Fuck. Seriously. That’s the second time I’ve keeled over from dehydration this month. You’d think I’d fucking well learn. I mean, I had water! I’d been drinking all day since I knew I was sweating up a sea. I’d even bought myself drinks, those horrible sports drinks to replace the stuff you’ve oozed out your pores. Apparently, not enough.
These black outs only ever last a couple of seconds, but it takes a while for my brain to start working again. First to come back is hearing, actually, that never goes away. Second is sort of sight – I became aware that I was looking at the ground and people’s shoes quite closely. Then, wits start to return. I stood, but I still couldn’t see properly. It’s hard to describe what it is to have eyes open without being able to see. Everyone was yammering away at me, and even though I couldn’t see properly and didn’t have enough control over my limbs to take a step forward, I could say “o-mizu, kudasai,” and ask for water right away. Haha! Go brain, go!
I crushed some poor police officer’s hand to death as I tried to not to black out again. It doesn’t take long for me to get back on my horse, but it’s hard to do when no one will leave you alone. Abruptly, everything clicked back into place, and I climbed over the barrier and was taken to a hut where they sat me down and put ice on my head. Despite the fact that I kept asking for water, they seemed to believe it was the heat that had knocked me out. My phrase book does not have the Japanese word for ‘dehydration’.
So, if you’re ever in the situation where someone around you has fainted, know that you need to not ask them questions for about a minute after they come around. It’s distracting, and can be a bit of an overload on an already overloaded system.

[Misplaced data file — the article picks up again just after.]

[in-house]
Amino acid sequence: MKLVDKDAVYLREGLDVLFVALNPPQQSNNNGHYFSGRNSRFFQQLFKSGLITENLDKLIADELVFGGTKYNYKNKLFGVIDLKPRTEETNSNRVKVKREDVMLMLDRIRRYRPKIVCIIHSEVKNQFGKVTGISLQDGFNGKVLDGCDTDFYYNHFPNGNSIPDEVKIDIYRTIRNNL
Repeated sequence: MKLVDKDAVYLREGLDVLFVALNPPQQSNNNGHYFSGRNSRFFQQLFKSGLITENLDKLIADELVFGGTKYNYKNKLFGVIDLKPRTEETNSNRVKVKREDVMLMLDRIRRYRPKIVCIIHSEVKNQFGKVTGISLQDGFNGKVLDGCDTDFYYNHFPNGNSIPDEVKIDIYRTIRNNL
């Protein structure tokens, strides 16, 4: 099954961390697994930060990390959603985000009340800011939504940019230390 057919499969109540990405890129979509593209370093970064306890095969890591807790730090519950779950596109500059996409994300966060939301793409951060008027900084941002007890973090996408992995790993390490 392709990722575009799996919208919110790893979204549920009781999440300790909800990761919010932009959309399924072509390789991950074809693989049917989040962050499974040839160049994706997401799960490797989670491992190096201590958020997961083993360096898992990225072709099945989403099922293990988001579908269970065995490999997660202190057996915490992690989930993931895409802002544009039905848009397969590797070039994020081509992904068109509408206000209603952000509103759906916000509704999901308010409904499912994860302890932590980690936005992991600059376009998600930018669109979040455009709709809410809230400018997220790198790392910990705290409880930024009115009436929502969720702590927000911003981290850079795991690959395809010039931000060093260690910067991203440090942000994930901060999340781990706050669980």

Thank you the Hachimangu monks and police officers who came to my aid. Sorry for being an idiot. Sorry for crushing your hand.
After sitting quietly in the cool for about ten minutes, and being given several cups of ice tea, I felt normal again. I’d lost my spot, and even worse, my Newcastlians, but I slunk out behind the press area just as the yabusame was starting.
I didn’t have a good view, being obstructed by the huge protective shield behind the first target, but it was quite impressive. The archers were decked out in full traditional gear, with gorgeous fabrics, leather-worked quivers and horse tack, and lacquered wicker-work hats. Most were quite moderate, cantering down the track to fire when about level with the target. I don’t think anyone hit all three targets. Some, the crowd pleasers, came tearing down at a great rate of speed absolutely shrieking and howling their heads off, which greatly amused me. I was particularly fond of the last archer, who was quite and sedate and wearing glasses.
But, after only half an hour of standing, I started to feel queer again, and snuck off to find a drink. There was a stall selling shaved ice cups with syrup, and that held me up through to the end of the yabusame.
The queerness kicked in again, and this time I figured it was more to do with only having eaten a small packet of rice crackers all day, which no amount of water guzzling was going to change. I sat down outside the first restaurant I found…and failed to get in because I didn’t realise you needed to write your name down on the board outside, and after twenty minutes when the people behind me were called in, I gave up. The sit down had recuperated me somewhat, so I started to walk back to the hotel. In the end, with all the restaurants being full to the gills, I decided not to wait for a table. A bento set for the third night in a row for me.
I still feel decidedly wobbly. Not off, just a bit delicate around the edges. Another early night for me. Kamakura, I wish we could have had a better time together. I rather like you, but I’m never visiting you in September again.